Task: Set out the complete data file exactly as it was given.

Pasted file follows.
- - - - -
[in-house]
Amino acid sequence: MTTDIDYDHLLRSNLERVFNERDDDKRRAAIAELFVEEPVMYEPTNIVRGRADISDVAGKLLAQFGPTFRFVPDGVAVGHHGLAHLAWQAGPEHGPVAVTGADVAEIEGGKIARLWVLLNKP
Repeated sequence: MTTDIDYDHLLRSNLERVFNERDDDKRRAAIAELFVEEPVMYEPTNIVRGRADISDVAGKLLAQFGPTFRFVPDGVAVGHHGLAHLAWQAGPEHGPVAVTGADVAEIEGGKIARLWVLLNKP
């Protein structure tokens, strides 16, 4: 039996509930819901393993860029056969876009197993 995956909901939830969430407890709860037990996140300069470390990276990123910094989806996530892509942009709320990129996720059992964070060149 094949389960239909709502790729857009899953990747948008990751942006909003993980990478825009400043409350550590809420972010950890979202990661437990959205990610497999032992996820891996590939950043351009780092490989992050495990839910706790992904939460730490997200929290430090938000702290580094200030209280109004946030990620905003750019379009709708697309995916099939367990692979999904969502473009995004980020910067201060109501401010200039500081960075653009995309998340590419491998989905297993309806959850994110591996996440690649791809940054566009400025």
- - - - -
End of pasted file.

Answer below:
[in-house]
Amino acid sequence: MTTDIDYDHLLRSNLERVFNERDDDKRRAAIAELFVEEPVMYEPTNIVRGRADISDVAGKLLAQFGPTFRFVPDGVAVGHHGLAHLAWQAGPEHGPVAVTGADVAEIEGGKIARLWVLLNKP
Repeated sequence: MTTDIDYDHLLRSNLERVFNERDDDKRRAAIAELFVEEPVMYEPTNIVRGRADISDVAGKLLAQFGPTFRFVPDGVAVGHHGLAHLAWQAGPEHGPVAVTGADVAEIEGGKIARLWVLLNKP
């Protein structure tokens, strides 16, 4: 039996509930819901393993860029056969876009197993 995956909901939830969430407890709860037990996140300069470390990276990123910094989806996530892509942009709320990129996720059992964070060149 094949389960239909709502790729857009899953990747948008990751942006909003993980990478825009400043409350550590809420972010950890979202990661437990959205990610497999032992996820891996590939950043351009780092490989992050495990839910706790992904939460730490997200929290430090938000702290580094200030209280109004946030990620905003750019379009709708697309995916099939367990692979999904969502473009995004980020910067201060109501401010200039500081960075653009995309998340590419491998989905297993309806959850994110591996996440690649791809940054566009400025």